But hold on! Hang onto your seats, true believers! Because not only is there Spider-Gwen, there’s also Silk. What’s her story? Well, just imagine – you know the spider that bite Spider-Man and gave him his powers, before dying of the radioactive exposure the spider had received? Get this. Well, the spider didn’t die after biting Peter Parker. No, actually it bit Peter Parker, then nudged over, found someone by the name of Cindy Moon and bit her also. Now, get this – she also got “spider-powers.” She is trained by someone, then locked away after six years, to “protect” her. Spider-Man eventually finds her and helps her, so now we have Silk swinging around the Marvel Universe, and after Secret Wars, she too will have her own series. Which, you know, will be totally different than Spider-Man or Spider-Gwen… I’m sure.
Now this is just wild speculation; but is it me or is that not Venom who is apparently a member of the Guardians of the Galaxy now (along with Thing, from The Fantastic Four). This would at least explain how Venom gets into space to become a “Space Knight” or how he’s doing things out in Space. But really? Venom and Thing as members of the Guardians of the Galaxy? The original (from the future) was a solid team; the modern version (once again by the amazing Dan Abnett & Andy Lanning) made up a team of misfit characters from every corner of the Marvel Universe and made them work. Now, while many would consider Thing a misfit, because he always feels like he never belongs; he’s a different kind of misfit than what the Guardians of the Galaxy are. And adding Venom to the roster? I am not seeing the logic behind it. They already have their rough’n’tough character in Drax and Rocket… did they really need to add Venom?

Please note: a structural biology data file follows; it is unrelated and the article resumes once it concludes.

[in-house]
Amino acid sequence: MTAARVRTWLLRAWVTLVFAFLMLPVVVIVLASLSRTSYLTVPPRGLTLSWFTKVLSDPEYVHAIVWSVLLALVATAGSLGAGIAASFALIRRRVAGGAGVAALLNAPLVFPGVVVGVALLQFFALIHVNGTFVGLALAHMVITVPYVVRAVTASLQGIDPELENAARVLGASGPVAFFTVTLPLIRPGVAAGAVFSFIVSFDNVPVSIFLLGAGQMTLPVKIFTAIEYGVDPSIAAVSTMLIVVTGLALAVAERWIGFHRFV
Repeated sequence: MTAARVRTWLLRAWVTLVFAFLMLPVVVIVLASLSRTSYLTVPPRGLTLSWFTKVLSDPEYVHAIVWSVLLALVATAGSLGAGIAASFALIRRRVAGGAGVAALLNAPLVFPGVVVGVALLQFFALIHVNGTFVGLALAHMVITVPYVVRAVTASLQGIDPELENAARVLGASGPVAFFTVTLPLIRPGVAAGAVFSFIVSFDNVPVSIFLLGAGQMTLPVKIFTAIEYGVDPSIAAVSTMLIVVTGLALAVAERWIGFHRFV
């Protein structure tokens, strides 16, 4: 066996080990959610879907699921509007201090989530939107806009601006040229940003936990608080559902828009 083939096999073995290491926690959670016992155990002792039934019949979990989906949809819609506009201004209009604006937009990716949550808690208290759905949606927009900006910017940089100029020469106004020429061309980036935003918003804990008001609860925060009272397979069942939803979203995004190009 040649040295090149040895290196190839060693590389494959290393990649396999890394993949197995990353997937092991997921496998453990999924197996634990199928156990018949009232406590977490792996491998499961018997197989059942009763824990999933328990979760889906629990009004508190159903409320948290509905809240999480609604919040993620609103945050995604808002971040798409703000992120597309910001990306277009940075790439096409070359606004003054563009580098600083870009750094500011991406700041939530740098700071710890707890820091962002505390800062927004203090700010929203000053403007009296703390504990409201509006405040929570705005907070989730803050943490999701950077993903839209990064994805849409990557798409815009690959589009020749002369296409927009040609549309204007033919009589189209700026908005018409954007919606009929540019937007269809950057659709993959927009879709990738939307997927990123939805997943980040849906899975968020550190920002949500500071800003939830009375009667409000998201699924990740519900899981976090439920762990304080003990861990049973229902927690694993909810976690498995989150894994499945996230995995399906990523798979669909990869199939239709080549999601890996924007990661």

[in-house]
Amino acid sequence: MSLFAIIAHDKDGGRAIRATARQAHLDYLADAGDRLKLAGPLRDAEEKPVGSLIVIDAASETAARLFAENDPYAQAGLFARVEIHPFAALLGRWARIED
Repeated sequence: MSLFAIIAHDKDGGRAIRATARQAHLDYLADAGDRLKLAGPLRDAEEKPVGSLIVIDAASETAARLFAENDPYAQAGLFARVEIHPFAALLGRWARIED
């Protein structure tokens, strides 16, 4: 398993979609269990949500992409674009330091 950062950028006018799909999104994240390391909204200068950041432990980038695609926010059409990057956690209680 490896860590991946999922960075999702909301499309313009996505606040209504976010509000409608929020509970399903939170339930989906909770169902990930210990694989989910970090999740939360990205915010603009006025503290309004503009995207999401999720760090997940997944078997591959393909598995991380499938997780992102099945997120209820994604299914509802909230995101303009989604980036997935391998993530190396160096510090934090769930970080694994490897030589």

Carnage is getting his own book. If there was ever any Spider-Man character crazier than Venom, it was Carnage. I am assuming this will still be the wild, murderous, insane Carnage that we’re all familiar with, or else why have the name Carnage still? And if it is still that wild, murderous, insane Carnage, how the heck is anyone supposed to get behind this book? Where’s the fun in reading a book about a character whose only desire is to kill everything and be utterly insane? Even the footnote on the book: Descent into madness… seems to indicate that it’s probably still Cletus Kasady. I just can’t see this, as a series, going on for very long, unless it’s full of super hero guest appearances, out to stop Carnage, but how many times can Carnage get away before you’re done reading it, knowing each issue he’s going to get away or break out of jail, or it’s going to be a long, boring story of him in jail or a mental facility.
And last but certainly not least, Amazing Spider-Man, which being written by Dan Slott, I can only assume this is the Peter Parker Spider-Man we all grew up loving from our childhood, wearing those Underoos. So it’s no surprise that Peter Parker, as Spider-Man would have his own book. But again, with so many other “Spider” books out; how is this one expected to stand out? How are any of them expected to stand out, really? I worry that Marvel will be flooding the comic market with too many Spider-Man titles (which is odd, when I really sit down – and I am sitting down, right now! – and think about it) – because Marvel may have struck a deal to “use/borrow” Spider-Man for their movie franchise; they actually don’t own the movie rights (as far as I understand it) for the Spider-Man stuff – and releasing all these Spider-Man related titles seems to be handing Sony (who currently owns the Spider-Man movie rights) plenty of opportunity to create quite a few other Spider-Man related movies.
So what are your thoughts? Is this too many Spider-Books? Or are you a die hard Spider-Man fan and this is nothing but a slice of Heaven for you? We want to hear your thoughts on our Facebook Page or Twitter.